Second wave impact: Nomura revises India's FY22 growth to 12.6% from 13.5%

Global brokerage Nomura lowered its growth expectations for India to 12.6% in the new fiscal year from 13.5% earlier.

The revision reflected the pandemic drag on the economy and marginally lower retail inflation, the firm said in a report on Friday.

In a previous report at the beginning of the month, Nomura had warned that the economy’s growth could fall to 12.2% if the second wave of Covid-19 worsened.

The report also revised its gross domestic product (GDP) growth projection to 11.5% for the ongoing calendar year from 12.4% before.

“Daily new Covid cases under the second wave have now exceeded the first wave peak, and more states have joined the worst-affected state of Maharashtra in entering quasi lockdown,” the report said.

However, the current lockdowns appear benign as they affect only a few contact-based sectors even as firms and consumers seem to have adapted to the new normal.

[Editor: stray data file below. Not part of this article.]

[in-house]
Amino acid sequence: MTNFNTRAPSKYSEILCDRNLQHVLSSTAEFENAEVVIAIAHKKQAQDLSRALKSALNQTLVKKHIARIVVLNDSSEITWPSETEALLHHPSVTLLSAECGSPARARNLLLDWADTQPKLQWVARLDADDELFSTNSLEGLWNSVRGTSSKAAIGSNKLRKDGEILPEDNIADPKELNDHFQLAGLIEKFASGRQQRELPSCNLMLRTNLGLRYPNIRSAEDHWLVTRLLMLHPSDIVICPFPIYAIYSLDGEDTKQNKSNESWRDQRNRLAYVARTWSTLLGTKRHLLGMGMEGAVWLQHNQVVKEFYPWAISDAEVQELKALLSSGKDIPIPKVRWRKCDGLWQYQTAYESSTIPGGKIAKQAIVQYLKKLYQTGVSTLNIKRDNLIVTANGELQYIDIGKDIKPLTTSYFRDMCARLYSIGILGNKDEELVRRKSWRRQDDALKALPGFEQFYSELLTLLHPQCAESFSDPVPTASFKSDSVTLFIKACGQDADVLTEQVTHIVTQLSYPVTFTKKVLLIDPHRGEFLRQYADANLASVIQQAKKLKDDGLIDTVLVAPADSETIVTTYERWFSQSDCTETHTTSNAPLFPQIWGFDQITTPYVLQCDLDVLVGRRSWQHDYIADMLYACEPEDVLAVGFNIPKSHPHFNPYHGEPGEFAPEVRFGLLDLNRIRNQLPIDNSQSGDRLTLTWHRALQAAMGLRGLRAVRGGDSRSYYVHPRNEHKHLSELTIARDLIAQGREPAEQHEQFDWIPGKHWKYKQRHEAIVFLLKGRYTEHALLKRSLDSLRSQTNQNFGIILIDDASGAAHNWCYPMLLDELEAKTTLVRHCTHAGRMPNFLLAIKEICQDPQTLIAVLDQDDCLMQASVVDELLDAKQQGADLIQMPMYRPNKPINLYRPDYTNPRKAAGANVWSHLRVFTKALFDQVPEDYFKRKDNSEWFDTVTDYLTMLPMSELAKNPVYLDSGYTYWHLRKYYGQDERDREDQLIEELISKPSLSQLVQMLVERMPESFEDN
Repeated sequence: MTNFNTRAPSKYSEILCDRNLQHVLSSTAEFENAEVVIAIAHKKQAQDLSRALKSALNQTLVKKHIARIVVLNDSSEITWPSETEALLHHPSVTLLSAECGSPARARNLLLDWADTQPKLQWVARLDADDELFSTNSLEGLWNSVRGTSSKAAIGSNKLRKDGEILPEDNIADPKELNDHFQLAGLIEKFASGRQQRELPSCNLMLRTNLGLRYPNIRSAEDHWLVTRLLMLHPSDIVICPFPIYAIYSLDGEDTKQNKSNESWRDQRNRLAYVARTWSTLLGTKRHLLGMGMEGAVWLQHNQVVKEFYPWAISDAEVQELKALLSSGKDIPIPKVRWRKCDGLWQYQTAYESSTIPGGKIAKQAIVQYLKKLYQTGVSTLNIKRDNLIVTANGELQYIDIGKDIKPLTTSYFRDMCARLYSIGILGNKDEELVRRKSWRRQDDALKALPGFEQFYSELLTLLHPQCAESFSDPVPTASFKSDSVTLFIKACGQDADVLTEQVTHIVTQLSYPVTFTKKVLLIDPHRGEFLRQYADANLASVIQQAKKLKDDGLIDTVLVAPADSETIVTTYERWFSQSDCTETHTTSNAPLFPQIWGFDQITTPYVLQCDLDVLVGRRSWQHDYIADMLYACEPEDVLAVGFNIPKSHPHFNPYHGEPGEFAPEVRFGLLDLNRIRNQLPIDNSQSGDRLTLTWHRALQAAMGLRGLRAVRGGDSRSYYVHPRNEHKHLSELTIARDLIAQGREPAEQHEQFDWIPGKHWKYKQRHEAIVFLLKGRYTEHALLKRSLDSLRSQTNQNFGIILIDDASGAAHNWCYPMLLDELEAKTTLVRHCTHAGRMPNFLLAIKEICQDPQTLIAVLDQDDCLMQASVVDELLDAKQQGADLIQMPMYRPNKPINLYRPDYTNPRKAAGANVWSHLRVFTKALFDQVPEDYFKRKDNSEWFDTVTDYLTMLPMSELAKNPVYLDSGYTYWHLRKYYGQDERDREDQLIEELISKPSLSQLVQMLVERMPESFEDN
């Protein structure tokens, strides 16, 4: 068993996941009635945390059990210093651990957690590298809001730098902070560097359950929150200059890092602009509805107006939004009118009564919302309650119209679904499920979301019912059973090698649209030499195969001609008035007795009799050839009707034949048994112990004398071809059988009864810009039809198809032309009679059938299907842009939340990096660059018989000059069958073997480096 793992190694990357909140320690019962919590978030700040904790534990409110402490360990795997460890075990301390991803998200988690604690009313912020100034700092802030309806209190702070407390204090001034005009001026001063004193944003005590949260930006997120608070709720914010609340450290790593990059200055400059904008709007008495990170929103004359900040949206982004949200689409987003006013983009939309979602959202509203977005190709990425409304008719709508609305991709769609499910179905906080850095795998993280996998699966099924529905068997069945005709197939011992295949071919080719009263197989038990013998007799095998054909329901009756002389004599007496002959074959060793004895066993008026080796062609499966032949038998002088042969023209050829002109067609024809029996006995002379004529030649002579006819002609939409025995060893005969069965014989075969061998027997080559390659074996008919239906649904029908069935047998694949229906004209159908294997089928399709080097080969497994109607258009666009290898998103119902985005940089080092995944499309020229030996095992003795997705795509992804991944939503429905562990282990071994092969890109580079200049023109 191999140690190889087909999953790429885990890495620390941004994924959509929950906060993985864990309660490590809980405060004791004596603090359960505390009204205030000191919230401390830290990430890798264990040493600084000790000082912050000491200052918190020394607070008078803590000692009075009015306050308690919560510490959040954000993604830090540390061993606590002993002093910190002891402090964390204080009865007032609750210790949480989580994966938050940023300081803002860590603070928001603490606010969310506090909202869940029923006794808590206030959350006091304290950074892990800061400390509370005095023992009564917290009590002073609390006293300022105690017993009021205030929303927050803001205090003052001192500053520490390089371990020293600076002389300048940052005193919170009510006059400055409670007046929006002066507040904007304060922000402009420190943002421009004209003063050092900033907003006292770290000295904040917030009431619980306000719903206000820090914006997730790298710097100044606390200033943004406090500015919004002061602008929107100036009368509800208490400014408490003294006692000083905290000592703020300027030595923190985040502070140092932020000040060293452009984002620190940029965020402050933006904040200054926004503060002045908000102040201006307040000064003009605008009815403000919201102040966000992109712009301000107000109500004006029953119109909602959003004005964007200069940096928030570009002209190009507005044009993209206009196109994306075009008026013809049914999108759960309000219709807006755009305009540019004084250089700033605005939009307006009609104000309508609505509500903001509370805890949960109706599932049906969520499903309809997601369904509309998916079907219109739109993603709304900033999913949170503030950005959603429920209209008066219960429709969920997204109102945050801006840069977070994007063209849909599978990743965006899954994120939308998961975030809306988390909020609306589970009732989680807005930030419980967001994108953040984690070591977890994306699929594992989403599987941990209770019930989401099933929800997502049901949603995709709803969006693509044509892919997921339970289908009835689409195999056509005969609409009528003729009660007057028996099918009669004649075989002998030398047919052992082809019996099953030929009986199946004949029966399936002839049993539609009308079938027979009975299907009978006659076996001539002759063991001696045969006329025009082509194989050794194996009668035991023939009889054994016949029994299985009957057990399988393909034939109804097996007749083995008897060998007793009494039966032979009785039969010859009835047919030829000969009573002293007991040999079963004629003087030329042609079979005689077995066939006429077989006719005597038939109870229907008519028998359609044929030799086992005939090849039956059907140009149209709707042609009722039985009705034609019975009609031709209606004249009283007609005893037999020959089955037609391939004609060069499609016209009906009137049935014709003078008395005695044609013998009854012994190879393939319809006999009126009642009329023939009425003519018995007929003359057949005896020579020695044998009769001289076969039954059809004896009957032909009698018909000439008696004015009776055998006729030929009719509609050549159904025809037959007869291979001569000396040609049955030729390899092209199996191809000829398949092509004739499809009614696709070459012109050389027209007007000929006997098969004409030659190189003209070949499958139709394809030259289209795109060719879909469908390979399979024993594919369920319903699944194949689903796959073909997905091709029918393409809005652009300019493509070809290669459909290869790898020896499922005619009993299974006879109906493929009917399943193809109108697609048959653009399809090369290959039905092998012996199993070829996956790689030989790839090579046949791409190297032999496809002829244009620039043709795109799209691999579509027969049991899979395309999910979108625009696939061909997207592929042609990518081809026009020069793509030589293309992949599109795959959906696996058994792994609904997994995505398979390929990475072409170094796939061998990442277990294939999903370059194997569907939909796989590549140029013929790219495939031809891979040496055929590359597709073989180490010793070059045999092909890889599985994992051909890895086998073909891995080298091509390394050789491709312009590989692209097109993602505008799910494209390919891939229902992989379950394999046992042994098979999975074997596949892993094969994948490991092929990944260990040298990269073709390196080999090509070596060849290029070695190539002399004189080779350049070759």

While high-frequency data suggested an impact to business resumption as mobility was hit, real economy indicators remained somewhat resilient, said the report titled ‘India: Standing tall amid second wave’.

“We expect the second wave to result in weaker sequential momentum in Q2 (Q1FY22), owing to the lockdowns, but the broader growth upcycle to remain intact due to ongoing vaccinations, the lagged impact of easy financial conditions, front loaded fiscal activism and strong global growth,” said Nomura economists Sonal Varma and Aurodeep Nandi in the report.

The firm projected growth in the April-June quarter at 32.5%, down from 34.5% earlier, on the base of the massive 24.4% contraction seen during the first quarter of the last fiscal.

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Nomura pegged retail inflation at 4.7% in 2021, down from 5% earlier but still above the 4% midpoint of the Reserve Bank of India’s inflation target range, while core inflation would remain elevated at 5.7%.

The moderation of near-term inflation was largely due to the volatile vegetable component, whereas the broad-based rise in commodity prices and higher freight costs have squeezed manufacturers’ profit margins and resulted in some of these costs being passed on to consumers, it said.



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